“Why are you looking so dry today?” was her regular question to me. The usage of “dry” was really not meant to point out my ignorance about moisturizers or my firm abhorrence of all kind of alcoholic beverages. Some people love using metaphors. She explained, when your inner world looks like drought-driven earth your face shows it pretty well, you look dry. That might be true because I was not happy where I was working that time.
During my 1 year tenure I found her friendly. In fact if you ask me to name 50 most favorite people in my life, she remains in the top 20.
I learnt many lessons from her. She spoke about her life in detail; especially about a phase where she lost her mother. I used to run away from that part of the story because that used to scare me the most. I am an escapist when it comes to stories of grief involving dear people.
She was elder than me, that age gap she used to rephrase as – surfing experience; “I’m just an experienced surfing survivor here.”.
“Life is all about surviving. You live once and you live it by letting go. You let a lot of things go and keep spaces open for love, only love; that’s the surviving rule.” She revealed to me once.
She was a strong lady, the breadwinner of her little family; she was struggling too at work and her solitude, but not unhappily; her husband was working on a creative field, away with his camera most of the times.
We chatted mostly during our 20 minutes long post lunch stroll. On one hot summer afternoon I was little disturbed after seeing a homeless couple having lunch from a broken bowl. In India, poverty is a real issue. Actually poverty is same everywhere, in both developed and developing countries. In rich countries, it takes more money to buy things. In India, you can afford a cup of freshly made tea and warmth attached with that, without being rich.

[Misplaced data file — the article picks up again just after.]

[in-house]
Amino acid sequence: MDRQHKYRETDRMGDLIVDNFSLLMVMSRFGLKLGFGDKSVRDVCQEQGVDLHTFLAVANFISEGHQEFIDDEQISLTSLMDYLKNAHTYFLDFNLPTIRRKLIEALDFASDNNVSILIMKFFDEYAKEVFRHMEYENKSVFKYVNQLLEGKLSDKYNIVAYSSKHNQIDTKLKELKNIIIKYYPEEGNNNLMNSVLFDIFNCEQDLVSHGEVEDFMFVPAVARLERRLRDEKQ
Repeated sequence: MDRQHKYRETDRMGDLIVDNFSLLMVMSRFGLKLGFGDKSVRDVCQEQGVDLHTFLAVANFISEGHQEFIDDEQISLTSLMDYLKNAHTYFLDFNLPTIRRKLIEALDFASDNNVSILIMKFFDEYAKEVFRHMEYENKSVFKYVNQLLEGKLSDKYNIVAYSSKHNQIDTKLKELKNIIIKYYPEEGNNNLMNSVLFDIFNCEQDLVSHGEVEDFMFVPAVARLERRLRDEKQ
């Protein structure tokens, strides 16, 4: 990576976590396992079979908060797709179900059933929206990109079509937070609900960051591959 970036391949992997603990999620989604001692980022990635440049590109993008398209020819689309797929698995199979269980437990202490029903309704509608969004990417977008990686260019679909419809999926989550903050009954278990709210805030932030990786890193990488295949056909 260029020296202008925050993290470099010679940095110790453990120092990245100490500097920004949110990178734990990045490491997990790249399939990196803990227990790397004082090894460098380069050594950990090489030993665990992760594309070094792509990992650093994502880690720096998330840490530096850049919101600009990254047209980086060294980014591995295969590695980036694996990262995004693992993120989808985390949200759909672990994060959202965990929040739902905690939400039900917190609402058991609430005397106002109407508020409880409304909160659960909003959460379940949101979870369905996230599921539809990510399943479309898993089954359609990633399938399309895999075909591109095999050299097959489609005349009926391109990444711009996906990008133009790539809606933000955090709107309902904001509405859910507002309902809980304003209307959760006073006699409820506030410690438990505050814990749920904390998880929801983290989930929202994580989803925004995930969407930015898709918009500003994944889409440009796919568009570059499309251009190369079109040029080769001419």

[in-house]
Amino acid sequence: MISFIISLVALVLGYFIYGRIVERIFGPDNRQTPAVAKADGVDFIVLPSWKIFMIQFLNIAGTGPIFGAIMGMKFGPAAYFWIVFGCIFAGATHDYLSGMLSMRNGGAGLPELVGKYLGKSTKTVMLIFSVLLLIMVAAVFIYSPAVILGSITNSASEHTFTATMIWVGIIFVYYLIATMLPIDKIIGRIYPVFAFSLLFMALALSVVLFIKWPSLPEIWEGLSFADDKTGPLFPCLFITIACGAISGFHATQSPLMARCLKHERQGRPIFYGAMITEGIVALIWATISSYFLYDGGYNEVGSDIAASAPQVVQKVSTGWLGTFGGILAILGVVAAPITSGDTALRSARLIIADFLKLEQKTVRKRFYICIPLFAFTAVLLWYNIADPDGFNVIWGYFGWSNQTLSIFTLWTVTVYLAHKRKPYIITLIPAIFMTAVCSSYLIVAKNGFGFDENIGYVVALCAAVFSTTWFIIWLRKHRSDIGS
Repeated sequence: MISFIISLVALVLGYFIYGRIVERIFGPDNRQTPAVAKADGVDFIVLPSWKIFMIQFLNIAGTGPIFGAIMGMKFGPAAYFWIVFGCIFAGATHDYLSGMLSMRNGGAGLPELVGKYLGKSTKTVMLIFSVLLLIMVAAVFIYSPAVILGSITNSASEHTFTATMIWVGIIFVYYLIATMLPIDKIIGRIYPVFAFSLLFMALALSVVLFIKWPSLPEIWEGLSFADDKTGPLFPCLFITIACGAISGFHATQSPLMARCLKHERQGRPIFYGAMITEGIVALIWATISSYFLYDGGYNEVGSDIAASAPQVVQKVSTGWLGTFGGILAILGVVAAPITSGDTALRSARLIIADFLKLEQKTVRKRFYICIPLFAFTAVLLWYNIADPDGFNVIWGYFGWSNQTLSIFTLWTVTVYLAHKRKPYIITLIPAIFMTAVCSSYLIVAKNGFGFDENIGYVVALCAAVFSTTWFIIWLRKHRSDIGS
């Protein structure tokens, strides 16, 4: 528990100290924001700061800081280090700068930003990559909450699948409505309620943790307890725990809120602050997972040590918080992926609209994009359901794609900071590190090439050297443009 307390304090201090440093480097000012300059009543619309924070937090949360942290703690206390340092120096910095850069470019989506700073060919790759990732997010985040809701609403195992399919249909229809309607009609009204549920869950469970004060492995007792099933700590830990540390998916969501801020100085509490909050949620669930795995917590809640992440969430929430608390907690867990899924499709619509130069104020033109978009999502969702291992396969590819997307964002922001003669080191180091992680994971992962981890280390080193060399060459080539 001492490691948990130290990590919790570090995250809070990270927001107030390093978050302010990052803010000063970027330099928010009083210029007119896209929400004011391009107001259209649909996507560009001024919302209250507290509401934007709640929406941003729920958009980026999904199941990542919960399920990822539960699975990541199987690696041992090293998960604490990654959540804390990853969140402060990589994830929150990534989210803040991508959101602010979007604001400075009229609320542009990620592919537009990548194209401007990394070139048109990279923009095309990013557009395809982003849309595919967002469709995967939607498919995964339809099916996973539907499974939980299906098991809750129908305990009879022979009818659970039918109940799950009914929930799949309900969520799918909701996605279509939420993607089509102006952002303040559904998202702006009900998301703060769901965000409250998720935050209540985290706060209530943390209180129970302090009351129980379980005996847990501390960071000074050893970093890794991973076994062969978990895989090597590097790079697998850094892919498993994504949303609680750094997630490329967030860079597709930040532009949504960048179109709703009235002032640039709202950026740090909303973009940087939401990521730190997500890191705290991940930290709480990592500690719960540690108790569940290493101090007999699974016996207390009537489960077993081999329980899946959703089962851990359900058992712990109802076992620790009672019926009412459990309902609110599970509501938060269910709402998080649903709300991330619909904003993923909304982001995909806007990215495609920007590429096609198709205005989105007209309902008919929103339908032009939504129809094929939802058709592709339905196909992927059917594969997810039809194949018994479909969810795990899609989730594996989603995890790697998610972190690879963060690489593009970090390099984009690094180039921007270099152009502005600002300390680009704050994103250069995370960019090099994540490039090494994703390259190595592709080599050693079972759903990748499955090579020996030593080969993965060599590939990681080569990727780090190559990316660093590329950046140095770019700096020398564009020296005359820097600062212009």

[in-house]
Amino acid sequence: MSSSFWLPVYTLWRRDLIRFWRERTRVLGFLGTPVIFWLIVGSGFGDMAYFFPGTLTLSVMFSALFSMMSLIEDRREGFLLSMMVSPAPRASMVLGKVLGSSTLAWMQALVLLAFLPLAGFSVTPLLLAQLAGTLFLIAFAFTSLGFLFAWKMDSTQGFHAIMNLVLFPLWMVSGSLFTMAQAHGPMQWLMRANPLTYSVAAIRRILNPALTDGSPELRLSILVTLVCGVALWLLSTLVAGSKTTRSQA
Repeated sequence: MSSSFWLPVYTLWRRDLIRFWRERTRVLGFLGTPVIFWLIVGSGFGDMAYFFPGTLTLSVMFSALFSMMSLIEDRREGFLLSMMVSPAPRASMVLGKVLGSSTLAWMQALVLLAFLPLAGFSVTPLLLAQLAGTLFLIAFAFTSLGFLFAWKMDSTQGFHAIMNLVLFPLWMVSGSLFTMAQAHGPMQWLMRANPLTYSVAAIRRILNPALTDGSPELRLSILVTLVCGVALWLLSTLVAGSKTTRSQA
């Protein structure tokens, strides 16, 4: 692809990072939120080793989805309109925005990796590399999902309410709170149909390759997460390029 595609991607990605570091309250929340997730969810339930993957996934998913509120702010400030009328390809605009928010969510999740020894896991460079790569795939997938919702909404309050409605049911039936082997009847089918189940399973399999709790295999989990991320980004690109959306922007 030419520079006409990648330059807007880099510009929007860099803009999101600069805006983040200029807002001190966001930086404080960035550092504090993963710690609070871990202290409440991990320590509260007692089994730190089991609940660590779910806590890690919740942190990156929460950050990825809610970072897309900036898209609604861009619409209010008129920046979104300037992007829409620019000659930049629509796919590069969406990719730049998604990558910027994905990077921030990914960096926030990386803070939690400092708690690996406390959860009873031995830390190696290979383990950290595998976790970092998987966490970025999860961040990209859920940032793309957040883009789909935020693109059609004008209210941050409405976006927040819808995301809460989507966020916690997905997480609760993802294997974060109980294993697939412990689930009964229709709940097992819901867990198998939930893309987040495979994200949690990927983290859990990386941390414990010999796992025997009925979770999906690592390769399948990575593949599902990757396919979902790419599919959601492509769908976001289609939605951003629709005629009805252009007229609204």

“You know, those people are happy. Nothing matters when you’re happy and loved.” She tried to console me, “You know what real poverty is? Staying in the deep dark cave of loveless-ness. When you’re loved, even a starry dark sky looks like the roof of your safe home. Those people are happy with each other. Money is not an issue there. You stop worrying.”
I didn’t understand what she meant. I just stared, nodded and perhaps labeled her “just another ignorant.”
Many years later, I see a man listening to his old radio under the dark sky in a park where I go to run. He keeps his belongings attached with his bicycle that he parks a feet far from him. He never looks at us, the runners on the trail. He keeps his eyes closed and ears close to the radio. Sometimes I see him sharing his dinner with another lady while the radio keeps breaking the frigid silence of the park. He smiles when she talks. Sometimes the sky shows the stars, sometimes the moon lightens up the mood of the park. He sits there peacefully, unaffected. And I remember what my friend told me about poverty, love and life.